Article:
Increases to Minimum Wage by West Coast States Are On the Up and Up

As fast food workers across the country stage walkouts in a push for a $15 hourly wage and the Obama administration renews its call to boost the federal minimum wage, states on the left coast have already embraced employee-friendly increases.

Oregon, the state with the second-highest minimum wage in the country, announced last week that it will raise its minimum wage to $9.10 in 2014.  It’s in good company: Oregon’s neighbor to the north just announced that Washington will raise its state minimum wage to $9.32 (the highest in the nation), and Oregon’s neighbor to the south just enacted a law that will hike California’s minimum wage to $10 per hour over the next three years in one dollar increments – from $8 to $9 on July 1, 2014, then to $10 on January 1, 2016.

The current federal minimum wage is just $7.25 per hour, but at least 19 states and the District have set a higher wage for workers.  Nine of these states (Oregon and Washington among them) have indexed their rates to inflation, such that the rate is revisited every year to keep pace with changes to the economy.

Certain cities have set minimum wage even higher than the state minimum wage.  San Francisco, for example, currently has the nation’s highest minimum wage of $10.50 per hour.  Meanwhile, the City of SeaTac, Washington will have a unique $15 minimum wage initiative on its ballot this November.  Known as Proposition 1, this union-sponsored initiative singles out hospitality and transportation employers within the City of SeaTac (home of Sea-Tac Airport).

Numerous state legislatures across the country have also been introducing bills to raise their minimum wages.  These wage hikes come amid a national debate over whether minimum wage workers should be paid more – what advocates have called a “living wage.”  There’s little consensus: economists disagree on the effects of raising a minimum wage and the issue is politically divisive.  Some contend that increasing wages can improve the economy for everyone by increasing the demand for goods and services because those that work would spend more if they had money in their pockets.  Others argue that raising wages by government mandate leads businesses to cut jobs and reduce employees’ hours, effectively hurting the workers who were supposed to benefit from the increased wages.  As the debate continues, it is unclear what other states – or even the federal government – will do in the future. Stay tuned for updates on significant changes.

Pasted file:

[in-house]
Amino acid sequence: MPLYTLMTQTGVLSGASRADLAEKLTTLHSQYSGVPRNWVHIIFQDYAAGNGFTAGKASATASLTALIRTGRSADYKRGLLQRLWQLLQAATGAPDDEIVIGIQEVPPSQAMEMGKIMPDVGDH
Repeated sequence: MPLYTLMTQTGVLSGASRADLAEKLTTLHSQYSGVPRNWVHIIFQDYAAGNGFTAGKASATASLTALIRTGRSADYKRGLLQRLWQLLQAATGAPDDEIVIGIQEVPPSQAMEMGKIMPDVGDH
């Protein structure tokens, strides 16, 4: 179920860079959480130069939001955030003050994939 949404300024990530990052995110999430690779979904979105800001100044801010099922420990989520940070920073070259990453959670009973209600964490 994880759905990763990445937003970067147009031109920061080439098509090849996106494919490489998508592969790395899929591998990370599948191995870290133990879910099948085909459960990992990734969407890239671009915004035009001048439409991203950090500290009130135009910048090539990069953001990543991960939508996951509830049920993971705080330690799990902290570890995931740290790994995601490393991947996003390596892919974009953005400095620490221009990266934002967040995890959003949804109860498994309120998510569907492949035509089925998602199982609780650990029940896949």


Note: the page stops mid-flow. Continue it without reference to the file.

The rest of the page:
Joy Ellis

Joy Ellis is an owner at Garvey Schubert Barer with over 15 years of legal experience in the areas of commercial litigation, employment litigation and employment-related advice. Joy represents clients in federal and state court and also defends claims before the Oregon Bureau of Labor and Industries (BOLI), the Equal Employment Opportunity Commission (EEOC), the Washington Human Rights Commission, and other agencies. She has successfully represented clients in dozens of arbitrations and mediations. As an employment advice attorney, Joy fields day-to-day questions relating to the workplace, drafts and updates employee handbooks, negotiates non-competition agreements and executive employment contracts, and advises employers how to reduce the risks associated with managing personnel. She also conducts on-site training on workplace harassment and discrimination, leave laws, wage and hour issues, and discipline and documentation. Joy is a frequent speaker in various areas of employment law.

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